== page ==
Perched high on a hill overlooking the Wachau Valley, the winding Danube River and the small town of Melk is Austria’s prettiest and most impressive abbey, Melk Abbey. Impossible to miss when approaching either by boat or by car, it’s sunshine yellow facade is a welcoming sight and has been home to Benedictine monks for over 900 years!
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Just an hour away from Vienna, the UNESCO World Heritage Site was built in the 1700s first as a royal palace. The abbey was gifted to Benedictine monks in the 11th century by the Babenberg Dynasty and it quickly turned into a fortified abbey which managed to survive the Reformation and the occupation of both Napoleon and Hitler.
By the 18th century, the monastery church was falling into disrepair and plans were quickly made to rebuild it in the glamorous baroque style we see today. The abbot at the time had grand plans that were more ambitious than just renovating it, but completely rebuilding it which lasted between 1700-1740, creating the ornate masterpiece shining brightly over the Austrian countryside.
While today Melk Abbey is open to the public and is popular with river cruise tourists, it still serves its religious purpose of training hundreds of pupils to become monks. While spotting a monk might not be guaranteed, the abbey offers incredible viewpoints and stunning architecture and artwork!
You can chose between doing a guided tour or a self-guided tour with an audio guide. However, I recommend the guided tour, which begins through the northern bastion’s gargantuan archway before continuing on to one of the largest courtyards to reach the Melk Abbey Museum. Inside, you can find centuries old treasuries and artifacts like a book dating back to 1574 and jewel encrusted religious ornaments.
Visitors will continue on to the Marble Hall, quite possibly one of the most opulent dining rooms in the world! Top notch artists and sculptors were tasked with creating this masterpiece of gold-gilded frescoes, equally, if not more impressive than the Sistine Chapel in Italy! What makes the Marble Hall so remarkable is the fact that its a visual illusion – while it might appear to curve upwards, the ceiling is actually flat while the frescoes are meant to represent the house of Hapsburg.
For any bookworm or library lover, the abbey’s library is a grand two-story room boasting bookshelves lined with around 80,000 leather-bound medieval manuscripts reaching from floor to ceiling. These handwritten manuscripts are still used by only a privileged few granted to the monastery’s scholars. What might just be a room to some, felt like a fairy tale library from Beauty and the Beast and I could hardly contain my joy and not jump up and down with excitement. Visitors are not allowed to take photos inside the library, much to my dismay! (More on Libraries in Europe)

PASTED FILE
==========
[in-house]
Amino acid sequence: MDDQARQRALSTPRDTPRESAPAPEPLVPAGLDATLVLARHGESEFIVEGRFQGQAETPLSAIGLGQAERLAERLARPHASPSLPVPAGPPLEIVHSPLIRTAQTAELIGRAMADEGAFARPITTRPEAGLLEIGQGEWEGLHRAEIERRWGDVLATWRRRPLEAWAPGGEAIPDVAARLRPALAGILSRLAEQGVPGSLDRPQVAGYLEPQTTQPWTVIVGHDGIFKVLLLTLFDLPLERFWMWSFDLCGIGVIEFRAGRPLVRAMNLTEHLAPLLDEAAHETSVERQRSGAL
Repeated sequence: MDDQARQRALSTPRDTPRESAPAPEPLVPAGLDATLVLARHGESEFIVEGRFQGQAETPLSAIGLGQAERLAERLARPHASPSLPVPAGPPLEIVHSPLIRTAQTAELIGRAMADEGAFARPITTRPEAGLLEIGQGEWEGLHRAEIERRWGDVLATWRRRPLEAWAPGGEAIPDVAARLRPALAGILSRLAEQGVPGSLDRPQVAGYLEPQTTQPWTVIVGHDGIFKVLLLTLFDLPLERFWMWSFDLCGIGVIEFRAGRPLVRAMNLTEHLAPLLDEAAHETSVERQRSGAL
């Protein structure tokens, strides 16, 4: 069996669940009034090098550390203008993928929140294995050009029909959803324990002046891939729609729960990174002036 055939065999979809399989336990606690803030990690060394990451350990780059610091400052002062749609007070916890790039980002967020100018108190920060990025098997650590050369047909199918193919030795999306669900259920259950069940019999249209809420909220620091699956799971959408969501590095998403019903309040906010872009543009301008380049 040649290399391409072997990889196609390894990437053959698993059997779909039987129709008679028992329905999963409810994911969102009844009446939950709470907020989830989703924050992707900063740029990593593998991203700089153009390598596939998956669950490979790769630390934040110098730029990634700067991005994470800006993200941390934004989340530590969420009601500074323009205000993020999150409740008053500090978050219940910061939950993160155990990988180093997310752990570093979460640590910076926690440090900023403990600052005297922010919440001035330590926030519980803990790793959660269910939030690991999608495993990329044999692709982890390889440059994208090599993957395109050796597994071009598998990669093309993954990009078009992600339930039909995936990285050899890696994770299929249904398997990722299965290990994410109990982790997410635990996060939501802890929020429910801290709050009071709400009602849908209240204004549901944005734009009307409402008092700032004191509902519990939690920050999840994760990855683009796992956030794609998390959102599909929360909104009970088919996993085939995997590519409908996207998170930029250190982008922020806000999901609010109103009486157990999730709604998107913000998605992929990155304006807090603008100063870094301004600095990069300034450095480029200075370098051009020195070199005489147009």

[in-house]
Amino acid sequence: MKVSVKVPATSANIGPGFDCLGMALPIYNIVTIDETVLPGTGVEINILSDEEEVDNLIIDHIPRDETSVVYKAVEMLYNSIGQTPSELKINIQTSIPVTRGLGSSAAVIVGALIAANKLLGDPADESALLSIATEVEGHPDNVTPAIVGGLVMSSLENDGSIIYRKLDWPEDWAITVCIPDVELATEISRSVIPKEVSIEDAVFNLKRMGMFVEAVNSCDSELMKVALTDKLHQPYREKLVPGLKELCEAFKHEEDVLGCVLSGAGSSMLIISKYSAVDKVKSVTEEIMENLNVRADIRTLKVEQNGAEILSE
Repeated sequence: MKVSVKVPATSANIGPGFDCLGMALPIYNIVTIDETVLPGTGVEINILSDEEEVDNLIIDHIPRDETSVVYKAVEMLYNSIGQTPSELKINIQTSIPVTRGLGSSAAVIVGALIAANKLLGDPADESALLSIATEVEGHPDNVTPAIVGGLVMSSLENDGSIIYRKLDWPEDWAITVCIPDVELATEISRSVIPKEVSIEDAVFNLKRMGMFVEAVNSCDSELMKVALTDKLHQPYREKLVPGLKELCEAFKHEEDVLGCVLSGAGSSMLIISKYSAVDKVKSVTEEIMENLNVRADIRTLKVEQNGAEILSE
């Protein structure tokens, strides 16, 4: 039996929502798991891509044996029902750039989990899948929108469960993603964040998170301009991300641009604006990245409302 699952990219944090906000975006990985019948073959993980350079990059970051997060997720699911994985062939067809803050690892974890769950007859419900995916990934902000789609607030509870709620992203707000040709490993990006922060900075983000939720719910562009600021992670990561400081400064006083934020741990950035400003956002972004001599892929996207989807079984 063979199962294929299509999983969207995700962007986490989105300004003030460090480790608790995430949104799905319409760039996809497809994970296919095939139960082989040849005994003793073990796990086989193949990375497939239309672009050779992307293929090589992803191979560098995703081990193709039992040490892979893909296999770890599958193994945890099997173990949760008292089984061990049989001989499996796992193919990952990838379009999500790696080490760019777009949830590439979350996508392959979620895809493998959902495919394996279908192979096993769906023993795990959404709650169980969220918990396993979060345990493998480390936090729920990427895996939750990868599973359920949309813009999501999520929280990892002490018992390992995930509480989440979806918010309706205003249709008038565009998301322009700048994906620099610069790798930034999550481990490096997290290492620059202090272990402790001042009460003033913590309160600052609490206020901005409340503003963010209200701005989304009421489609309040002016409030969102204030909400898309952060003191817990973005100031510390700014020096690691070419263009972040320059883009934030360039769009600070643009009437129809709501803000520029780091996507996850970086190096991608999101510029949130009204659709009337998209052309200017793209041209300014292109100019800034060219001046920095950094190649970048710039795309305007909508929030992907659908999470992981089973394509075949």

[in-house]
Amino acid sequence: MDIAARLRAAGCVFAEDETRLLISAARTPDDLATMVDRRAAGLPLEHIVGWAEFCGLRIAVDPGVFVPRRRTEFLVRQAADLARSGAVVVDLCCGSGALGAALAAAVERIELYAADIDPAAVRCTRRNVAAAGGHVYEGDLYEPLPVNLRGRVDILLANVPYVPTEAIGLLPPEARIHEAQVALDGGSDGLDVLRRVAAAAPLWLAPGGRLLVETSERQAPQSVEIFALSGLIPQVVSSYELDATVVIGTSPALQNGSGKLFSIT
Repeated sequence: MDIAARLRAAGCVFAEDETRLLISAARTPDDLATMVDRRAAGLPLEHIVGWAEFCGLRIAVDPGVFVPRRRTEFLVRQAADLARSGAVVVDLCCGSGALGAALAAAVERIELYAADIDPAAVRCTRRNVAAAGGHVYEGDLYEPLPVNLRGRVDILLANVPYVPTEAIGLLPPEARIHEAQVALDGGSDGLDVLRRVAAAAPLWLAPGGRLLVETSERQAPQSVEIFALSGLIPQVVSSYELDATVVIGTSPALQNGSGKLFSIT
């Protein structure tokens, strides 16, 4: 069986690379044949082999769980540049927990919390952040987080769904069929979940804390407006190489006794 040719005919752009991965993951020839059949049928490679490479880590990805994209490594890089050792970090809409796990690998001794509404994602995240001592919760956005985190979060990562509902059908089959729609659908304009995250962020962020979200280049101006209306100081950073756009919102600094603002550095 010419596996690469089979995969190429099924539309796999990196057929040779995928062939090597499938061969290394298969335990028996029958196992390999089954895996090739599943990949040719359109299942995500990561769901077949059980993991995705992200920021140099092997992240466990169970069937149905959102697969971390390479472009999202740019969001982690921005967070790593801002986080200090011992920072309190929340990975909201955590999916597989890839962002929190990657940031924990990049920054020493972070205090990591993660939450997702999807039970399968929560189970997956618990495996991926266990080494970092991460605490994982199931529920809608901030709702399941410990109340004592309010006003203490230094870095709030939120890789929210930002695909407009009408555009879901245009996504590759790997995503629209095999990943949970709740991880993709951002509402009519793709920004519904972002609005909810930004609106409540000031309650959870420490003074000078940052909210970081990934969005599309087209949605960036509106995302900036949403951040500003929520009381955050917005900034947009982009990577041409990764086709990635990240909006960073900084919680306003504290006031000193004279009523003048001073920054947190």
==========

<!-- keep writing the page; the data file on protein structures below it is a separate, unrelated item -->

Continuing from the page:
The grand finale from inside the abbey is the resplendent Abbey Church (Stiftskirche). The interior is richly decorated with soft hues of rose and yellow marble, accented with touches of gold as well as a stunning 200 foot frescoed dome capping off the church. Quite luxurious compared to many dark and gloomy churches you can find throughout Europe.
Either side of the Abbey Church entrance is flanked by the equally stunning winding Imperial Staircase (Kaiserstiege) . Being under the impression, absolutely no photos were allowed inside, this was the one and only photo I snuck. If there was ever a stairway to heaven, I think it would look a lot like this, but in actuality, the staircase leads to two upper level reading rooms not open to the public.
Then you will exit the church and can meander the back terrace of the abbey and enjoy one last sweeping view over the Danube. Unfortunately, the left tower of the Abbey Church was covered in scaffolding (booo!).
Upon finishing the tour, you can head outside to explore the Abbey Park and Gardens which were only opened to the public in 2000. They were originally meant as an area of relaxation for the monks which features a pristine English Garden including a medicinal garden. Playful monkeys hang from the garden bush walls which I like to think some monks with a sense of humor scattered around the gardens. As you wander around, you’ll enjoy breathtaking views over the Danube and Austrian countryside!
A cotton candy hued Baroque Pavilion with a cafe sits at the end of the garden which features a whimsical and exotic fresco of animals and jungles. Definitely a first for me!
- April to October: 9am – 5:30 (last admission 5pm)
- November to March – Guided Tours only at 11am and 2pm in English and German
- Adults: with tour 13 € / without 11 €
- Family: with tour 26 € / without 22 €
I was quite excited to visit but didn’t realize that it was quite as popular with river cruise tourists. I would suggest visiting early in the day to avoid large crowds. I was also quite disappointed that we were told no photographs were allowed inside the abbey, yet, since our visit, I have come across a dozen posts all filled with photos of the church, the Marble Hall and the staircase, while I have to be content with the one and only photo I had of the staircase. Perhaps during the summer months when things are busier, they don’t allow photos. Be sure to ask when entering the abbey. For now, I’ll try to keep my memories of the interior alive!